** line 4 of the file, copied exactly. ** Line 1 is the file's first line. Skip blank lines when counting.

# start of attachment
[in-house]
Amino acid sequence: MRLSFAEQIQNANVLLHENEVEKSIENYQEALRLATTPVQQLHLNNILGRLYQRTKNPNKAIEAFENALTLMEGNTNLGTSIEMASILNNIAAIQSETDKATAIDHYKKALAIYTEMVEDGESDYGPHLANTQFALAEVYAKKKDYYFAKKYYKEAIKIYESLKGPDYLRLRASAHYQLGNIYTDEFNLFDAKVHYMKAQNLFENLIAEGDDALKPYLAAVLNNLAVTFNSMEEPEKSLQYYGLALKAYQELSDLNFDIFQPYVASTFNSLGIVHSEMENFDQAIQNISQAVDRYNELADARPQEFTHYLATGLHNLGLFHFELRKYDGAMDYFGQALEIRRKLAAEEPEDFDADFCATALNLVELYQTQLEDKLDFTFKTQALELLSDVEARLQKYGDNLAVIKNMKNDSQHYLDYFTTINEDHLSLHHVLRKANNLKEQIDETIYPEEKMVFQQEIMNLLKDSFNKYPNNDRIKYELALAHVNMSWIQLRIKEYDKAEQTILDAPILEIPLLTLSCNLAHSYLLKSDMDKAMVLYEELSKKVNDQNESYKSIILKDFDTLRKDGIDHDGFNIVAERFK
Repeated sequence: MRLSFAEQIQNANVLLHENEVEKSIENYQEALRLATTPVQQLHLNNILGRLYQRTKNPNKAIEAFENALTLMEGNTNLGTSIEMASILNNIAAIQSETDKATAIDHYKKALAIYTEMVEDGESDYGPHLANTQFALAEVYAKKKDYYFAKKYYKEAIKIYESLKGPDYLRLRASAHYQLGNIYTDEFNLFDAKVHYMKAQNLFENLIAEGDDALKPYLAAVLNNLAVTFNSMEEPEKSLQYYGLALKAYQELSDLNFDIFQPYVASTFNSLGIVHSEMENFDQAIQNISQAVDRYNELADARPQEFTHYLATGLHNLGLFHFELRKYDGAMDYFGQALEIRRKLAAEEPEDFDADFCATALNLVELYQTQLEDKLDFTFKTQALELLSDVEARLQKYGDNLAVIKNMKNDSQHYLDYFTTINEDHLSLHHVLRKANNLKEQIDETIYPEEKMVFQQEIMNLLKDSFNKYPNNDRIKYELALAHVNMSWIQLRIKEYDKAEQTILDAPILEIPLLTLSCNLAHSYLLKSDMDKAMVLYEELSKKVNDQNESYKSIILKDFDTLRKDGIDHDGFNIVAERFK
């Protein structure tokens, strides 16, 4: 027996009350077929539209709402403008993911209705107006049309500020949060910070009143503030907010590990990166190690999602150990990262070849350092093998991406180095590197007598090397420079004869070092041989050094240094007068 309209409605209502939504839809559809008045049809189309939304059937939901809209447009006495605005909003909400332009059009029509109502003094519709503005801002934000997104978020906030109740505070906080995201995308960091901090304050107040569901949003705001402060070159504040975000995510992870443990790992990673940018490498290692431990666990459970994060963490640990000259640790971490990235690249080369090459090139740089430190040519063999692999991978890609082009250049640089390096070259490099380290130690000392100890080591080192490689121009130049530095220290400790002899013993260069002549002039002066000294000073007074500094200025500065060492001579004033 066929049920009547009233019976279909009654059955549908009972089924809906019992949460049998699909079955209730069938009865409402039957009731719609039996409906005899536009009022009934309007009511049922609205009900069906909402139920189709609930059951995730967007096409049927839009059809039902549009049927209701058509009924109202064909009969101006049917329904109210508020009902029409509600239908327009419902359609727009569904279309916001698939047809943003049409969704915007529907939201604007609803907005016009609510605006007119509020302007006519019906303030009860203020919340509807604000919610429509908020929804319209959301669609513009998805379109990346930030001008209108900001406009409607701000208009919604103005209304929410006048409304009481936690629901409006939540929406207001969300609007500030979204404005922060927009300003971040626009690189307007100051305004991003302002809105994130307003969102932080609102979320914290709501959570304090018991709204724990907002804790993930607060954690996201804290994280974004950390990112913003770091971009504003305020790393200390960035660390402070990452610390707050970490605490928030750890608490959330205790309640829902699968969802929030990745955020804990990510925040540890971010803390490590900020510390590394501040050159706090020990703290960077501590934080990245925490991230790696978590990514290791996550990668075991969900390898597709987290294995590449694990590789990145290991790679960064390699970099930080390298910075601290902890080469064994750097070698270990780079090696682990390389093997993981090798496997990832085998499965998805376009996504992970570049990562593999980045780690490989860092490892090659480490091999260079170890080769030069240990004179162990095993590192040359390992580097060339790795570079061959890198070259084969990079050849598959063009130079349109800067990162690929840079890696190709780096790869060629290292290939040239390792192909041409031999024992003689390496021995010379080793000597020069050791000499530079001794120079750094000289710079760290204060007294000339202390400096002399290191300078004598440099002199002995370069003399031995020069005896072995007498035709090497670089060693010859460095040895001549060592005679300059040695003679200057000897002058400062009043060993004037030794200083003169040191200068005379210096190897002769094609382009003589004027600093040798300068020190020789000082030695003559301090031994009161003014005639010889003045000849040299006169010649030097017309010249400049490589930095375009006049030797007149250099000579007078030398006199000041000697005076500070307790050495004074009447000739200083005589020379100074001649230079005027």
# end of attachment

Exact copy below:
């Protein structure tokens, strides 16, 4: 027996009350077929539209709402403008993911209705107006049309500020949060910070009143503030907010590990990166190690999602150990990262070849350092093998991406180095590197007598090397420079004869070092041989050094240094007068 309209409605209502939504839809559809008045049809189309939304059937939901809209447009006495605005909003909400332009059009029509109502003094519709503005801002934000997104978020906030109740505070906080995201995308960091901090304050107040569901949003705001402060070159504040975000995510992870443990790992990673940018490498290692431990666990459970994060963490640990000259640790971490990235690249080369090459090139740089430190040519063999692999991978890609082009250049640089390096070259490099380290130690000392100890080591080192490689121009130049530095220290400790002899013993260069002549002039002066000294000073007074500094200025500065060492001579004033 066929049920009547009233019976279909009654059955549908009972089924809906019992949460049998699909079955209730069938009865409402039957009731719609039996409906005899536009009022009934309007009511049922609205009900069906909402139920189709609930059951995730967007096409049927839009059809039902549009049927209701058509009924109202064909009969101006049917329904109210508020009902029409509600239908327009419902359609727009569904279309916001698939047809943003049409969704915007529907939201604007609803907005016009609510605006007119509020302007006519019906303030009860203020919340509807604000919610429509908020929804319209959301669609513009998805379109990346930030001008209108900001406009409607701000208009919604103005209304929410006048409304009481936690629901409006939540929406207001969300609007500030979204404005922060927009300003971040626009690189307007100051305004991003302002809105994130307003969102932080609102979320914290709501959570304090018991709204724990907002804790993930607060954690996201804290994280974004950390990112913003770091971009504003305020790393200390960035660390402070990452610390707050970490605490928030750890608490959330205790309640829902699968969802929030990745955020804990990510925040540890971010803390490590900020510390590394501040050159706090020990703290960077501590934080990245925490991230790696978590990514290791996550990668075991969900390898597709987290294995590449694990590789990145290991790679960064390699970099930080390298910075601290902890080469064994750097070698270990780079090696682990390389093997993981090798496997990832085998499965998805376009996504992970570049990562593999980045780690490989860092490892090659480490091999260079170890080769030069240990004179162990095993590192040359390992580097060339790795570079061959890198070259084969990079050849598959063009130079349109800067990162690929840079890696190709780096790869060629290292290939040239390792192909041409031999024992003689390496021995010379080793000597020069050791000499530079001794120079750094000289710079760290204060007294000339202390400096002399290191300078004598440099002199002995370069003399031995020069005896072995007498035709090497670089060693010859460095040895001549060592005679300059040695003679200057000897002058400062009043060993004037030794200083003169040191200068005379210096190897002769094609382009003589004027600093040798300068020190020789000082030695003559301090031994009161003014005639010889003045000849040299006169010649030097017309010249400049490589930095375009006049030797007149250099000579007078030398006199000041000697005076500070307790050495004074009447000739200083005589020379100074001649230079005027």